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Mary Louise Kelly

Mary Louise Kelly is a co-host of All Things Considered, NPR's award-winning afternoon newsmagazine.

Previously, she spent a decade as national security correspondent for NPR News, and she's kept that focus in her role as anchor. That's meant taking All Things Considered to Russia, North Korea, and beyond (including live coverage from Helsinki, for the infamous Trump-Putin summit). Her past reporting has tracked the CIA and other spy agencies, terrorism, wars, and rising nuclear powers. Kelly's assignments have found her deep in interviews at the Khyber Pass, at mosques in Hamburg, and in grimy Belfast bars.

Kelly first launched NPR's intelligence beat in 2004. After one particularly tough trip to Baghdad — so tough she wrote an essay about it for Newsweek — she decided to try trading the spy beat for spy fiction. Her debut espionage novel, Anonymous Sources, was published by Simon and Schuster in 2013. It's a tale of journalists, spies, and Pakistan's nuclear security. Her second novel, The Bullet, followed in 2015.

Kelly's writing has appeared in the Wall Street Journal, The New York Times, The Washington Post, Politico, Washingtonian, The Atlantic, and other publications. She has lectured at Harvard and Stanford, and taught a course on national security and journalism at Georgetown University. In addition to her NPR work, Kelly serves as a contributing editor at The Atlantic, moderating newsmaker interviews at forums from Aspen to Abu Dhabi.

A Georgia native, Kelly's first job was pounding the streets as a political reporter at the Atlanta Journal-Constitution. In 1996, she made the leap to broadcasting, joining the team that launched BBC/Public Radio International's The World. The following year, Kelly moved to London to work as a producer for CNN and as a senior producer, host, and reporter for the BBC World Service.

Kelly graduated from Harvard University in 1993 with degrees in government, French language, and literature. Two years later, she completed a master's degree in European studies at Cambridge University in England.

A onetime member of the Trump administration has some mildly critical words for her old boss but disagrees with Congress' efforts to impeach him.

Former Ambassador to the U.N. Nikki Haley said in an interview with NPR on Friday that "it is not a good practice for us ever to ask a foreign country to investigate an American" — referring to President Trump's efforts to get Ukraine to investigate former Vice President Joe Biden, his potential 2020 opponent.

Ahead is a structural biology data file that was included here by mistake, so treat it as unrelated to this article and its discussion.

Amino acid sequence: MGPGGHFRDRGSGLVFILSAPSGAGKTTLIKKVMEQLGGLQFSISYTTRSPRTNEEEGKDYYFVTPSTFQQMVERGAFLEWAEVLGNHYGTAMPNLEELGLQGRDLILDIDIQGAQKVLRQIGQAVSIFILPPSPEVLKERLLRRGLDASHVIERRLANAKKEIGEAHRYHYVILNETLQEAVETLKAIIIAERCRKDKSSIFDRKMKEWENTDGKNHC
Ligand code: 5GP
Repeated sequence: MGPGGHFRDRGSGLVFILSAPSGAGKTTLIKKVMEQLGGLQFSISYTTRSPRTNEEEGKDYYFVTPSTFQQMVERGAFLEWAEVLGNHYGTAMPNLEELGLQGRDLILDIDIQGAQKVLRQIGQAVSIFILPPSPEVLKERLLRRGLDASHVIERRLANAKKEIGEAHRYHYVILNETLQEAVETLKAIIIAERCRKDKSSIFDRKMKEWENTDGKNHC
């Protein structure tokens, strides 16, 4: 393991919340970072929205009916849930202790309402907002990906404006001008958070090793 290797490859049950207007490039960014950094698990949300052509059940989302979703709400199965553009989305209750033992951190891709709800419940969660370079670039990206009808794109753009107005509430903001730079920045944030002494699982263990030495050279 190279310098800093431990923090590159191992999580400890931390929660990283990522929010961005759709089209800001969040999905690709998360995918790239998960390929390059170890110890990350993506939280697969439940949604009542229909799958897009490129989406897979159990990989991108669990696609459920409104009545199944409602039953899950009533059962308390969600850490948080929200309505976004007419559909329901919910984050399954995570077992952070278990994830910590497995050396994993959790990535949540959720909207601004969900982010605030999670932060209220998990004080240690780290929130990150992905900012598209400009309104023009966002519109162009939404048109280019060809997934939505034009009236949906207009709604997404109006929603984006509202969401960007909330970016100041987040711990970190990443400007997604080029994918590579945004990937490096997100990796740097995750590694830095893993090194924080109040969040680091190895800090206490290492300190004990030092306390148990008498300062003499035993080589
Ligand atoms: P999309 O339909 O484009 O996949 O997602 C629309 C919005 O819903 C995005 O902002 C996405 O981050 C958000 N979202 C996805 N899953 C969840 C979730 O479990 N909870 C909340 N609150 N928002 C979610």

But, she added, "I don't see it as impeachable."

Democratic Gov. Ralph Northam vows it's "a new day and a new landscape" in Virginia. He says when Democrats take over the state legislature for the first time in a generation at the start of the new year, passing gun violence prevention laws will be a top priority.

He adds guns "shouldn't be a partisan issue," even though he says he's prepared to pass new "common sense" gun laws without Republican support.

Edward Norton's new movie Motherless Brooklyn is the first he wrote, directed and stars in.

A noir detective film set in 1950s New York, the film sees Norton playing Lionel, a private eye with Tourette's syndrome. He twitches and blurts out words — as is typical of Tourette's. He's also brilliant, with an incredible memory.

Even when he's praising his spy chiefs, President Trump can't resist taking a swipe.

The instinct was on full display this past weekend, as he announced the killing of ISIS leader Abu Bakr al-Baghdadi.

"Thank you, as well, to the great intelligence professionals who helped make this very successful journey possible," he said in an address from the White House on Sunday.

His intelligence officials are ''spectacular," "great patriots," the president went on.

I was a girl once, but not any more.

That's the first sentence of Edna O'Brien's new novel. It goes on:

I smell. Blood dried and crusted all over me, and my wrapper in shreds. My insides, a morass.

Note: An updated version of the letter, with additional signatures, was published Sept. 13.

"We blew it."

That was Forbes editor Randall Lane's assessment on Twitter after his publication released a list of America's 100 most innovative leaders that included only a single woman.

Top-tier black college athletes should take their talents to historically black institutions. That's the argument that Jemele Hill is making in a new piece for The Atlantic. She says that doing so could benefit both the colleges and the communities around them.

Nobody wanted to go first.

That was one of the essential problems for Jodi Kantor and Megan Twohey — the New York Times investigative journalists who helped ignite the #MeToo movement with their 2017 story about film mogul Harvey Weinstein — as they detailed in an interview with NPR airing Monday.

If you've turned on your radio anytime over the past quarter century, there's a decent chance you heard the voice of Sheryl Crow. From "All I Wanna Do" to "If It Makes You Happy," the Missouri-born music-maker has been consistently pumping out feel-good pop rock for more than three decades. Now, after nine Grammys and more than 50 million albums sold, the singer-songwriter says her 11th album, Threads, out Aug. 30, will be her last.

Updated at 3:22 p.m. ET

In northern Georgia, near the Tennessee line, the city of Dalton made its fame as the carpet capital of the world. These days, a more accurate title would be floor covering capital of the world. It has diversified into hardwood, tile, laminate and other materials.

The Grand Canyon National Park — which was established on this day 100 years ago — now receives nearly 5 million visitors each year.

For three days at the end of 2017 and early 2018, some of those visitors encountered something unusual after a 6-mile hike down to a scenic overlook: a $5 typewriter from Goodwill and a note.

Dear Hiker, welcome to Plateau Point. You've hiked a long ways. Please take a seat in the chair and relax. Look around. Take it all in. What does this moment mean to you?

A decade ago, J.S. Ondara was just a kid from Nairobi, Kenya, obsessed with American artists like Nirvana, Neil Young and Bob Dylan before he could even understand their lyrics.